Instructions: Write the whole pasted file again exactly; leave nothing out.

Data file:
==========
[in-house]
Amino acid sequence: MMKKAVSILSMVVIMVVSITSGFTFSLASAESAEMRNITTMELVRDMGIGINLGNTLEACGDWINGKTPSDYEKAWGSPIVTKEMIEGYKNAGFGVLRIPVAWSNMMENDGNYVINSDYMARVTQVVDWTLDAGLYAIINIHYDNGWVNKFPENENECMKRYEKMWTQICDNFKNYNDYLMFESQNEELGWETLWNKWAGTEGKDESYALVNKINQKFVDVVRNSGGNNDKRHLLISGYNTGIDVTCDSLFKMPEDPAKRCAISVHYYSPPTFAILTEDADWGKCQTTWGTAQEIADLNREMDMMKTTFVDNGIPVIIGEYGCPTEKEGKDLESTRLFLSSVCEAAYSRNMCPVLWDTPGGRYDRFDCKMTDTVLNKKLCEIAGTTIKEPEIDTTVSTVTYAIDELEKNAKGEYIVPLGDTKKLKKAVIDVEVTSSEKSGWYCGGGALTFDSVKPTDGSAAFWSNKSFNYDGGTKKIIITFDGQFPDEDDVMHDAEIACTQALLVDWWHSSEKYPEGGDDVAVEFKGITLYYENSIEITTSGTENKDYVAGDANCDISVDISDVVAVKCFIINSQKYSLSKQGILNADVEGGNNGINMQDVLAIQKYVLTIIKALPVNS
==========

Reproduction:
[in-house]
Amino acid sequence: MMKKAVSILSMVVIMVVSITSGFTFSLASAESAEMRNITTMELVRDMGIGINLGNTLEACGDWINGKTPSDYEKAWGSPIVTKEMIEGYKNAGFGVLRIPVAWSNMMENDGNYVINSDYMARVTQVVDWTLDAGLYAIINIHYDNGWVNKFPENENECMKRYEKMWTQICDNFKNYNDYLMFESQNEELGWETLWNKWAGTEGKDESYALVNKINQKFVDVVRNSGGNNDKRHLLISGYNTGIDVTCDSLFKMPEDPAKRCAISVHYYSPPTFAILTEDADWGKCQTTWGTAQEIADLNREMDMMKTTFVDNGIPVIIGEYGCPTEKEGKDLESTRLFLSSVCEAAYSRNMCPVLWDTPGGRYDRFDCKMTDTVLNKKLCEIAGTTIKEPEIDTTVSTVTYAIDELEKNAKGEYIVPLGDTKKLKKAVIDVEVTSSEKSGWYCGGGALTFDSVKPTDGSAAFWSNKSFNYDGGTKKIIITFDGQFPDEDDVMHDAEIACTQALLVDWWHSSEKYPEGGDDVAVEFKGITLYYENSIEITTSGTENKDYVAGDANCDISVDISDVVAVKCFIINSQKYSLSKQGILNADVEGGNNGINMQDVLAIQKYVLTIIKALPVNS